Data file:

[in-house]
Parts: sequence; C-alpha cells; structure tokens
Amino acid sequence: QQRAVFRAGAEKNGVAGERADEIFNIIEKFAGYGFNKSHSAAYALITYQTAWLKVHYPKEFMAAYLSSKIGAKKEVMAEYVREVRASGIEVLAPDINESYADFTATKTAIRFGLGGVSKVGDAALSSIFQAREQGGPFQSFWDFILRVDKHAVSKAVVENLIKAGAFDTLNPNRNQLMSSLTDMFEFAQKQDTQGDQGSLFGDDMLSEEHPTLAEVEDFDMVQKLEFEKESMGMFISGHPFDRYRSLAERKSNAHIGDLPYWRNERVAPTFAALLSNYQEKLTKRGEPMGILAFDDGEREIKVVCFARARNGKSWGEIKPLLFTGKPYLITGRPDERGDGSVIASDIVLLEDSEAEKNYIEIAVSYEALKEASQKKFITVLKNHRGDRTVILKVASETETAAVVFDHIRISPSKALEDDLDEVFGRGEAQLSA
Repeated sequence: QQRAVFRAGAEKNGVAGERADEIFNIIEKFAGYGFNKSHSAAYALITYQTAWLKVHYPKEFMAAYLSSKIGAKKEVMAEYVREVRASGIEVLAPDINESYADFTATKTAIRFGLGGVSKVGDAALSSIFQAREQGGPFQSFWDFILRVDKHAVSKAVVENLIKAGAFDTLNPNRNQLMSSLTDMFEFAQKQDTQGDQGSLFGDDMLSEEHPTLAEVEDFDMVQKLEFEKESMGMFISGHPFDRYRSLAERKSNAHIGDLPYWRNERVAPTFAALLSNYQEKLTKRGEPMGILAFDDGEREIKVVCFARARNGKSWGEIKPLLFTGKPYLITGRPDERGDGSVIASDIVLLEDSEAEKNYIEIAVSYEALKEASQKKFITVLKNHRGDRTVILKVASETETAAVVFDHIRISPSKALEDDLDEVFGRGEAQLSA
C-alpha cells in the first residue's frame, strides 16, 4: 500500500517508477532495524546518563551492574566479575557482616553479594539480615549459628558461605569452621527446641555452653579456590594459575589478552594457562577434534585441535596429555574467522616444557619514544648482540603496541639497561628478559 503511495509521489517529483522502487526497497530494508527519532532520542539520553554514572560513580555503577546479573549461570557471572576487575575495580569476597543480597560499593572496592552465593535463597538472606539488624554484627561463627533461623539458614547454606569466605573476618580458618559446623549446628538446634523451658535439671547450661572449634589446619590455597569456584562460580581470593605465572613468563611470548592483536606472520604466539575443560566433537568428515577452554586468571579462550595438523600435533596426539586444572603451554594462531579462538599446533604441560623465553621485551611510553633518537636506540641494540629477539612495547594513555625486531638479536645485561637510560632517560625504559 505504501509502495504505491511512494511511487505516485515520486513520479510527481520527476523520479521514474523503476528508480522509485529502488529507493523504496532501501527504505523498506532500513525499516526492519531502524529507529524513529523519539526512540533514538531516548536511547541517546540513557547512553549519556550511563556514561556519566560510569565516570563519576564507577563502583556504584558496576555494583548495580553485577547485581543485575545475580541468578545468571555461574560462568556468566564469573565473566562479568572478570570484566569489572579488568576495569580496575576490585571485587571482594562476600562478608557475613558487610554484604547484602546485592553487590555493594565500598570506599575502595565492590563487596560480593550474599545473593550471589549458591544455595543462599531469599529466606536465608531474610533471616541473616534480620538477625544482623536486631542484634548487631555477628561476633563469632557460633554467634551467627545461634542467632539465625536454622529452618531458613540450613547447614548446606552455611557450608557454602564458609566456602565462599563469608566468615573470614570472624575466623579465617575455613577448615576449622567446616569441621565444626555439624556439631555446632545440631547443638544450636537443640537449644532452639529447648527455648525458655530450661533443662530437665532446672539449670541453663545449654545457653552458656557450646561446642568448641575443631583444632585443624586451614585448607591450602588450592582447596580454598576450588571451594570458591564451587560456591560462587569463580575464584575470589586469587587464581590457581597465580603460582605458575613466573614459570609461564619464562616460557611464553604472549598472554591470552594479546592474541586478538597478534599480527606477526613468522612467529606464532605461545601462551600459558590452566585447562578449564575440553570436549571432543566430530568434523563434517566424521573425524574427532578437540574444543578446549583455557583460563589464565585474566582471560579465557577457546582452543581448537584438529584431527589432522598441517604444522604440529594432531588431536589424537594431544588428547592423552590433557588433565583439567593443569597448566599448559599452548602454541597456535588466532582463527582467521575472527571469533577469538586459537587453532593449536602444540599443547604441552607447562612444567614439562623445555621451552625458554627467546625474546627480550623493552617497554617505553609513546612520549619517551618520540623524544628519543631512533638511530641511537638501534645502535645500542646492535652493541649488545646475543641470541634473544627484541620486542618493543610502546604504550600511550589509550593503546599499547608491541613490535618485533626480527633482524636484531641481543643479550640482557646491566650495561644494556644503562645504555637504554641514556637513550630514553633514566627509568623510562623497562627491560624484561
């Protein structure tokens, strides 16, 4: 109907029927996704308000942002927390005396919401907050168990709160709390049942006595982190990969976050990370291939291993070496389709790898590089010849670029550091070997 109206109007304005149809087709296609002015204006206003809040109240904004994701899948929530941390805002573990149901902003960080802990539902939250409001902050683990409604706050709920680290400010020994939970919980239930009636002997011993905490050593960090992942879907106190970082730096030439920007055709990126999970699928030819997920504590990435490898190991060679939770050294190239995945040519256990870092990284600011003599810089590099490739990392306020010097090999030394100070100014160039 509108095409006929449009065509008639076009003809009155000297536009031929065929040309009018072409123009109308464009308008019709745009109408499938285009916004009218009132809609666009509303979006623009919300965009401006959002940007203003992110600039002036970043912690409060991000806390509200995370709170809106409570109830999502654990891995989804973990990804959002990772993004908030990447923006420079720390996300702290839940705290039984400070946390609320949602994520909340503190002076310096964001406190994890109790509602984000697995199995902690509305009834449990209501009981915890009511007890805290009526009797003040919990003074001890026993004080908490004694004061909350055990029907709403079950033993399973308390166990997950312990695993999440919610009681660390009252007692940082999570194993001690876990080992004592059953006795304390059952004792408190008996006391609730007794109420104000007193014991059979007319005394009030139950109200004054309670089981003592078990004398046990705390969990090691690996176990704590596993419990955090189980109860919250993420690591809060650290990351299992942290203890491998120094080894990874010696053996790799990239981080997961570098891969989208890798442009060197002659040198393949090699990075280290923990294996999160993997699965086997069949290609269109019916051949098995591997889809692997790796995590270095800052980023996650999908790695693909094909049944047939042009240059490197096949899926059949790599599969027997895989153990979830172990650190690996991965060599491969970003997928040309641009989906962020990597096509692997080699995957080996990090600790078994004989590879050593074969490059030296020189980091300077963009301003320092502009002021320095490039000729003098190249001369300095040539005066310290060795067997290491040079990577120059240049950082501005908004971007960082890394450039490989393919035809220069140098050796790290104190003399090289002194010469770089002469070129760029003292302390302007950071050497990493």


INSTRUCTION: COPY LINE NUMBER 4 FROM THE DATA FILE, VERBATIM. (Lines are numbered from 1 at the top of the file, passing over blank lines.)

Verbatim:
Repeated sequence: QQRAVFRAGAEKNGVAGERADEIFNIIEKFAGYGFNKSHSAAYALITYQTAWLKVHYPKEFMAAYLSSKIGAKKEVMAEYVREVRASGIEVLAPDINESYADFTATKTAIRFGLGGVSKVGDAALSSIFQAREQGGPFQSFWDFILRVDKHAVSKAVVENLIKAGAFDTLNPNRNQLMSSLTDMFEFAQKQDTQGDQGSLFGDDMLSEEHPTLAEVEDFDMVQKLEFEKESMGMFISGHPFDRYRSLAERKSNAHIGDLPYWRNERVAPTFAALLSNYQEKLTKRGEPMGILAFDDGEREIKVVCFARARNGKSWGEIKPLLFTGKPYLITGRPDERGDGSVIASDIVLLEDSEAEKNYIEIAVSYEALKEASQKKFITVLKNHRGDRTVILKVASETETAAVVFDHIRISPSKALEDDLDEVFGRGEAQLSA